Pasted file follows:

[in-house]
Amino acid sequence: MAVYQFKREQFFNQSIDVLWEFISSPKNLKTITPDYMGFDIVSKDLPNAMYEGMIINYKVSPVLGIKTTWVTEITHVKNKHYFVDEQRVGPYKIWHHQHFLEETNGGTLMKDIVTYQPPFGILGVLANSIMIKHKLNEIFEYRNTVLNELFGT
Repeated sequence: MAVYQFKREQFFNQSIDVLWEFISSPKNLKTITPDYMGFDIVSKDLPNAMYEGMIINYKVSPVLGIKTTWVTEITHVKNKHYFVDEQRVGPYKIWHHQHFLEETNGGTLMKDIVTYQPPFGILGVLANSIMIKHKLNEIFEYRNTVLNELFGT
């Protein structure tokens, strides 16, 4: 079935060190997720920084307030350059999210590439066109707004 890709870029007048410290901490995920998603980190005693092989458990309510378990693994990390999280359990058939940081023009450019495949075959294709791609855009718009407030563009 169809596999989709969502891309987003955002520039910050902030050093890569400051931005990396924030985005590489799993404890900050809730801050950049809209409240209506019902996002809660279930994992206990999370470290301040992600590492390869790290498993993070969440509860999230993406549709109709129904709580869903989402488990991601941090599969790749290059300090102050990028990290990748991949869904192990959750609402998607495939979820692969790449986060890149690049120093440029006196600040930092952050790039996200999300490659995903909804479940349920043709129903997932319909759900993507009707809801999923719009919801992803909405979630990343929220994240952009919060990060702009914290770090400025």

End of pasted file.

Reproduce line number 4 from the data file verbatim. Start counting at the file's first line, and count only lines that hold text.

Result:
């Protein structure tokens, strides 16, 4: 079935060190997720920084307030350059999210590439066109707004 890709870029007048410290901490995920998603980190005693092989458990309510378990693994990390999280359990058939940081023009450019495949075959294709791609855009718009407030563009 169809596999989709969502891309987003955002520039910050902030050093890569400051931005990396924030985005590489799993404890900050809730801050950049809209409240209506019902996002809660279930994992206990999370470290301040992600590492390869790290498993993070969440509860999230993406549709109709129904709580869903989402488990991601941090599969790749290059300090102050990028990290990748991949869904192990959750609402998607495939979820692969790449986060890149690049120093440029006196600040930092952050790039996200999300490659995903909804479940349920043709129903997932319909759900993507009707809801999923719009919801992803909405979630990343929220994240952009919060990060702009914290770090400025």